Lower left, Jerome Stocks, NCTD Board Member, representing the City of Encinitas.  Mr. Stocks mentioned how the train is not so much designed for today's needs, but "for ten, twenty, and fifty years into the future".  He thanked the promoters for "the audacity to stick with it."  Another comment explored the seeming geometrical skyrocketing of the projects cost with home real estate price rises.  He mentioned the new smooth rail and Euro design of clean engines.

Lower right, Jack Feller, Councilman, City of Oceanside, recalled gworing up in a different area of the country and "hopping trains South Dakota to go hunting."  He stressed the idea of getting on the Sprinter for many reasons excluding hunting.  His mention of highway 76 brought a few boos.  He is, however, "glad to have played a part in this" and thanked "Karen (King) and all her staff.  They have been wonderful people to work with." 


Lower left, Judy Ritter, Councilwoman, City of Vista.  "I am truely honored to be here today and to see this actually running.  It is truely a milestone for North County."  She spoke of "the vision to getting high speed rail running down the Escondido Freeway, the 15, all the way to San Diego, so we can have a whole loop.  She quoted someone who had said that "when the Sprinter ran, they thought hell would freeze over" and gave the good news "the Sprinter's running!"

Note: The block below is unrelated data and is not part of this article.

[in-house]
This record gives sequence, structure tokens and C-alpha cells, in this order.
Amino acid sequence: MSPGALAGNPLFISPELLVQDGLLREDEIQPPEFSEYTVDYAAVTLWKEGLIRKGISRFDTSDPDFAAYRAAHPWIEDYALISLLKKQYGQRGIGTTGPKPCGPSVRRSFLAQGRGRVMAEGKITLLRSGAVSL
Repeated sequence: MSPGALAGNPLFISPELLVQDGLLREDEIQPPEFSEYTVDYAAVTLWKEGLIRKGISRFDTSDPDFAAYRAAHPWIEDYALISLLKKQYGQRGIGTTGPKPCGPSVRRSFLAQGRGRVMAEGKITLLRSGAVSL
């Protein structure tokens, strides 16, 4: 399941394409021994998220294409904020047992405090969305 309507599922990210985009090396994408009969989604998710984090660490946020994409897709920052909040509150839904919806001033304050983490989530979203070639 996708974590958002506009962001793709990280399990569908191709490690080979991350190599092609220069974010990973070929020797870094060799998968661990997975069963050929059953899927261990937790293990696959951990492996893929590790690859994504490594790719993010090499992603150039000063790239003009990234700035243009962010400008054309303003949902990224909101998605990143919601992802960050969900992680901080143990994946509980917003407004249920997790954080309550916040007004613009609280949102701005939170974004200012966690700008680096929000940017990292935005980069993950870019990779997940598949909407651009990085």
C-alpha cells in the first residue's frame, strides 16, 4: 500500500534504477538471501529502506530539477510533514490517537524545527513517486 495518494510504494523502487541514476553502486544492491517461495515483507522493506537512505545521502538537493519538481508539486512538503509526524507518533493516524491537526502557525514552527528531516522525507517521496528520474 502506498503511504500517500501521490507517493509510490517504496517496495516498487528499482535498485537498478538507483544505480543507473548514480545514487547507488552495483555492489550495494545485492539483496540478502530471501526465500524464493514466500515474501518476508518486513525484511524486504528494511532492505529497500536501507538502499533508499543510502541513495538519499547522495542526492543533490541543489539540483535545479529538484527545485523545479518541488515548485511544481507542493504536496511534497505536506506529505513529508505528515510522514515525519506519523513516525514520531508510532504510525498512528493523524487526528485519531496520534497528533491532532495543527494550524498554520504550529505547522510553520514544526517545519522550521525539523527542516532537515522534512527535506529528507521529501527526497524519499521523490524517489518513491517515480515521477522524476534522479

Lower right, David Drucker, Mayor and Councilman, City of Del Mar.  It has taken "walking the halls of Congress" to persuade support of the Sprinter project since 1996.  He also met with Secretary of Transportation, Norman Mineta who gave the "green light" to the Sprinter.  He called the Sprinter "an important piece of the mosaic of mass transit in San Diego County."  He predicted that "ultimately people will choose to get out of their cars and use mass transit" to save their personal time.  He "thanked all those who made this (the Sprinter) possible."


Sprinter continued